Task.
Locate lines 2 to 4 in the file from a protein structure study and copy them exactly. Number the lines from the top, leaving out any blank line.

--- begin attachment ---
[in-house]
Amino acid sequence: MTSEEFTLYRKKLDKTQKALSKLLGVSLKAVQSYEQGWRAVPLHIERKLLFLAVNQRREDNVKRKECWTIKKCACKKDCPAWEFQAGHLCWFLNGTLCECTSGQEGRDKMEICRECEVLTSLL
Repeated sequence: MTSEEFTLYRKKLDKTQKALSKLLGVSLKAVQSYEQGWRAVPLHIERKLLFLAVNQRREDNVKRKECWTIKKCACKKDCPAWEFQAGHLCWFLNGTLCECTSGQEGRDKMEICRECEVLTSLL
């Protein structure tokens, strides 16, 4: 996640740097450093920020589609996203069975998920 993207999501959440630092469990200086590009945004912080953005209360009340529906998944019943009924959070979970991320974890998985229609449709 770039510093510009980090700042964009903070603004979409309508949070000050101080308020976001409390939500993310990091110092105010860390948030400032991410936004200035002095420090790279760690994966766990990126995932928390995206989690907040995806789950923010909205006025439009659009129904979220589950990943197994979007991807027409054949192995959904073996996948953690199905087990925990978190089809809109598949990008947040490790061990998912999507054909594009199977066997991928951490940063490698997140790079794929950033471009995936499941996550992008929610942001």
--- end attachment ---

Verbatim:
Amino acid sequence: MTSEEFTLYRKKLDKTQKALSKLLGVSLKAVQSYEQGWRAVPLHIERKLLFLAVNQRREDNVKRKECWTIKKCACKKDCPAWEFQAGHLCWFLNGTLCECTSGQEGRDKMEICRECEVLTSLL
Repeated sequence: MTSEEFTLYRKKLDKTQKALSKLLGVSLKAVQSYEQGWRAVPLHIERKLLFLAVNQRREDNVKRKECWTIKKCACKKDCPAWEFQAGHLCWFLNGTLCECTSGQEGRDKMEICRECEVLTSLL
């Protein structure tokens, strides 16, 4: 996640740097450093920020589609996203069975998920 993207999501959440630092469990200086590009945004912080953005209360009340529906998944019943009924959070979970991320974890998985229609449709 770039510093510009980090700042964009903070603004979409309508949070000050101080308020976001409390939500993310990091110092105010860390948030400032991410936004200035002095420090790279760690994966766990990126995932928390995206989690907040995806789950923010909205006025439009659009129904979220589950990943197994979007991807027409054949192995959904073996996948953690199905087990925990978190089809809109598949990008947040490790061990998912999507054909594009199977066997991928951490940063490698997140790079794929950033471009995936499941996550992008929610942001």